Conflict Assessment Afghanistan

TitleConflict Assessment Afghanistan
Publication TypeBook
Subtitle / Series TitleStudy published by the American Friends Service Committee (February 2009)
Year of Publication2009
AuthorsVigier, C
Number of Pages129 pp.
PublisherAmerican Friends Service Committee (AFSC)
Accession Number1350
Abstract

(The following text forms the conclusion of the assessment:)
At this point it is difficult to assess how the situation in Afghanistan and the region will develop in 2009 and beyond. It has been only a short time since the new US president Barak Obama has officially commenced his work. The presidential elections for Afghanistan are scheduled for August 2009, although the deteriorating security situation raises doubts as to whether elections can take place in all parts of the country. Given Russia's offer to Afghanistan for cooperation on defense, the relationship between Pakistan and India, and Pakistan's own challenges in dealing with Islamic extremists and insurgents in the North-West Frontier Provinces, there are many elements currently in motion.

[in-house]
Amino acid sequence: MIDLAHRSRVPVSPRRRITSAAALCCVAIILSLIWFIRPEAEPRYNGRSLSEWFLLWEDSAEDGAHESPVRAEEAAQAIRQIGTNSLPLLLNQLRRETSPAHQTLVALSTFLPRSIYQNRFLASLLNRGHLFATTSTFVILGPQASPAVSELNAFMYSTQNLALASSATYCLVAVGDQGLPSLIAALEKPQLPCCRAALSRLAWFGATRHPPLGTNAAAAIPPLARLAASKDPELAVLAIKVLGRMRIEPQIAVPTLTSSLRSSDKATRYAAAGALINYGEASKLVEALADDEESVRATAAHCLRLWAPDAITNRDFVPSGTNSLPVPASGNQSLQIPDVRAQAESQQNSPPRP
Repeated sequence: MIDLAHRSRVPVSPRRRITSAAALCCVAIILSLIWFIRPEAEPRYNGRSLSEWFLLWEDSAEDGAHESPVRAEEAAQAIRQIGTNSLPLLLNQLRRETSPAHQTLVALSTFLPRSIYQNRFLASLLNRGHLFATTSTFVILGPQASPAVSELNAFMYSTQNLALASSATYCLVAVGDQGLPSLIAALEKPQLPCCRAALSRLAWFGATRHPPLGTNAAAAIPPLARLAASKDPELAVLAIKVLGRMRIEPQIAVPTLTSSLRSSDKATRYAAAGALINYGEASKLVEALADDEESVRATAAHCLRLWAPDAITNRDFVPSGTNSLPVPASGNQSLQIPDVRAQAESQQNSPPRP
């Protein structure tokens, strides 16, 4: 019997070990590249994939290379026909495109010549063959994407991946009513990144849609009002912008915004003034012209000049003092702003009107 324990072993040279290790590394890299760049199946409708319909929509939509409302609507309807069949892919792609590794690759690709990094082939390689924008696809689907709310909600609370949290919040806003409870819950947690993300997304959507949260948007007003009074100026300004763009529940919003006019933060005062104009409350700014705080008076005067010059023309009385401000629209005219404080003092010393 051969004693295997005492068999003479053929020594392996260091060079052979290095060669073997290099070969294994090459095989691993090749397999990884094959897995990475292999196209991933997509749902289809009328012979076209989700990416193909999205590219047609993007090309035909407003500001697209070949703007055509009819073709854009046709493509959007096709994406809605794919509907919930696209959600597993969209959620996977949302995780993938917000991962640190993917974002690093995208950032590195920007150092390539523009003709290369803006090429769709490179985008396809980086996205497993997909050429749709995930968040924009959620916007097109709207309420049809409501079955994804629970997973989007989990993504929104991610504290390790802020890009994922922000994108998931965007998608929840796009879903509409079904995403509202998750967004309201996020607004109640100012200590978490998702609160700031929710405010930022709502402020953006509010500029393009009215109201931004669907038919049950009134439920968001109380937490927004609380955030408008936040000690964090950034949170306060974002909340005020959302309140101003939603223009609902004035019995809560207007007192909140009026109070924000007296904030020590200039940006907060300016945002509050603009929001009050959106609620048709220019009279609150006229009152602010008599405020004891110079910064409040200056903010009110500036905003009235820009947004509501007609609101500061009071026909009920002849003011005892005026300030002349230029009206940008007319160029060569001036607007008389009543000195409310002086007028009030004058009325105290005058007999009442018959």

The long list of conflicts, root causes and escalating factors in Afghanistan show the complexity of the situation. While considering negotiations with "the Taliban" may be a significant step toward reducing the current amount of violence, other conflict potentials need to be addressed in the process as well. There will not be "one solution" that will solve everything, everywhere. The very same approach can lead to rather good results in one area and to catastrophe in another. Fortunately, there are many different ways to improve the situation a little and avoid relying on any one approach which may not be applicable or "ripe" at the moment (i.e., because a certain conflicting party is not willing to negotiate at the current time). The challenge is, however, to coordinate these different possibilities, so that people working in different areas are aware of what is going on elsewhere and ideally what experiences others have had in similar situations.
As tempting as the thought may be, peace can never be "imported". Afghan ownership of the process is crucial. Yet the challenge remains, that a number of influential Afghan and international actors have incentives to maintain the current conflict situation rather than to see its resolution. These actors, however, are neither the majority nor are they homogenous. Allies for peacebuilding and conflict transformation can be found at each level, in each area and in each group. It may take some looking, some capacity building, some coordination and some time to find them - but they are there.

URLhttp://www.afsc.org/middleeast/ht/a/GetDocumentAction/i/81966
Full Text